Older performers face significant challenges, including difficulty finding work and qualifying for health care, but a majority remain engaged in the creative community and are happy with the life they have chosen, according to a new study presented in New York on June 9.
The study, Still Kicking — Aging Performing Artists in NYC and LA Metro Areas: Information on Artists IV, was undertaken by the Research Center for Arts and Culture at Teachers College, Columbia University.
Presenting the study were its author, Joan Jeffri, director of Research Center for Arts and Culture, Martin Iguchi and William Penrose, who contributed to the report. SAG member and Oscar-winner Olympia Dukakis alsoaddressed the attendees with remarks about her own personal journey. Jeffri, a SAG member herself, was a performer early in her career before turning her talents to academia. For the arts to thrive, senior performer issues need to be given proper attention, she said.
“If we wish to prosper as an arts field into the future, it is imperative that we pay heed to the largest and ‘oldest’ aging generation in history,” Jeffri wrote in the report. “A greater understanding of aging artists’ survival mechanisms, their relationship to their work, to each other, and to the social systems which make their work possible can provide a beacon for a lifetime of meaning, often self-motivated and self-generated.”
SAG President Ken Howard reflected on the personal challenges he has faced as a senior performer.
“I know very well what it is like to pursue work in this business as a senior — through my own career on both coasts, as well as through the many conversations I have had with colleagues all over the country,” said Howard, a former National Chair of the SAG Senior Performers Committee. “I can tell you that we at the Guild take very seriously the concerns voiced in this study and intend to use the findings to more effectively advocate on behalf of these performers. Whatever best serves seniors — and we will all be seniors someday — is a move toward better serving artists.”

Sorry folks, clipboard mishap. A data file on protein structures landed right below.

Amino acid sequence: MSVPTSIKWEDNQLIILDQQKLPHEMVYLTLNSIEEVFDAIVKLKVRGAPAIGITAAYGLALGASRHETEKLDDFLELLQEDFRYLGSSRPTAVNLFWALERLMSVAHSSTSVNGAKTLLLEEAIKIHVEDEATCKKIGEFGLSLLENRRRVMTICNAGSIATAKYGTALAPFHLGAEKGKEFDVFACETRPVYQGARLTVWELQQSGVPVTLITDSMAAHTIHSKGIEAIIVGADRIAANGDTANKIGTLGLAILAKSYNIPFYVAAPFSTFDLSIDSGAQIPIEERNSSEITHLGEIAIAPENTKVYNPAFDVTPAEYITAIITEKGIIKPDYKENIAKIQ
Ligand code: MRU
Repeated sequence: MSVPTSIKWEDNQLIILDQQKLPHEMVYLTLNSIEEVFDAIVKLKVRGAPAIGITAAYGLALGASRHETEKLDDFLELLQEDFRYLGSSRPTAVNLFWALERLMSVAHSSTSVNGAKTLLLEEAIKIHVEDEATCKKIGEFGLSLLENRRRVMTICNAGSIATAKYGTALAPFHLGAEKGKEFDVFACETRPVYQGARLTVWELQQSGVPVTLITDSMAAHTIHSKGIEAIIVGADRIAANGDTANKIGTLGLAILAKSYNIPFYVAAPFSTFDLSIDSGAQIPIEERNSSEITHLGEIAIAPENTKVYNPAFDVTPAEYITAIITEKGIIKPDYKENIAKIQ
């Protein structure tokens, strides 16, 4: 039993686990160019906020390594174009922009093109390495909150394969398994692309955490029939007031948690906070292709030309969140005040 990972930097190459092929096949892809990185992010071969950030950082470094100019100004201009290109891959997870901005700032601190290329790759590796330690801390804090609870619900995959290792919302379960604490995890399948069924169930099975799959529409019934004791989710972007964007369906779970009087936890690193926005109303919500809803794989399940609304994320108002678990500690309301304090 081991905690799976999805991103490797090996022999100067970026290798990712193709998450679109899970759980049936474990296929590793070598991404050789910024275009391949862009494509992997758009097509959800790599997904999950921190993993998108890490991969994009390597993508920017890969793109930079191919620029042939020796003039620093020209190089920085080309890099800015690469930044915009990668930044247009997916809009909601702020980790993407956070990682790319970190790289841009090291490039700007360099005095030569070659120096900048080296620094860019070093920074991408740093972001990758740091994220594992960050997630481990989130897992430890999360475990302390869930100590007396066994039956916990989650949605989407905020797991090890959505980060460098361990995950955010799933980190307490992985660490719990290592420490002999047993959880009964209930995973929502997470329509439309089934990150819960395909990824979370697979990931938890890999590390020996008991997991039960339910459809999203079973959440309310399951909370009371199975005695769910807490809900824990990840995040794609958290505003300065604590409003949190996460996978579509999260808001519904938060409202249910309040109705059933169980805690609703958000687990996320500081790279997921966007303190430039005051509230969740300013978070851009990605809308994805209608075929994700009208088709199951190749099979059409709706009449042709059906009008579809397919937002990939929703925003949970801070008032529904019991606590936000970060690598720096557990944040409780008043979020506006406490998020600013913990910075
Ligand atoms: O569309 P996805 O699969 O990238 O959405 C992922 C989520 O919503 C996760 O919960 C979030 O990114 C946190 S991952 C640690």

Screen Actors Guild made significant contributions to the study, providing anonymous demographic information and arranging interviewswith senior artists.
Adam Moore, SAG Interim National Director of Affirmative Action and Diversity, said the study’s results were hopeful, showing senior performers have been able to achieve personal satisfaction through their art.
“Despite not making as much money as other people in their age bracket, there’s still optimism and a passion for the work that they do,” said Moore. “They are more satisfied than most of the other folks in the population. That says something about how they manage their lives.”
Moore said the Guild will continue to support its senior actors through the Senior Performers Committee and examine their needs through continued and more detailed analysis of the demographics of SAG’s senior membership. A valuable resource, older performers bring a wealth of experience to their craft and enrich the arts community, Moore said.
"If experience is the best teacher, why not hire people with the most experience?" said Bill Smitrovich National Chair of the SAG Senior Performers Committee. "We must appreciate, respect and learn from our pasts — and our elders hold the past in their hearts and minds."
"Back in the 1970s, I might’ve been at the top of my earning game [as an actor], but I’m really at the top of my game now, said Tom Ligon, chair, New York Division of the SAG Senior Performers Committee. "I’ve never been more ready to deliver on an acting level than I am now, at the age of 70, after hundreds of plays and dozens of film and television programs.”
“I’ve had dreams about how profoundly fortunate I am to have supported myself for so many years as an actor. I am in awe of that,” he said. “It’s been extraordinary for 50 years to not do anything except this –storytelling from who and what I am. I feel so fortunate, and I don’t complain.”
Click here to download complete report.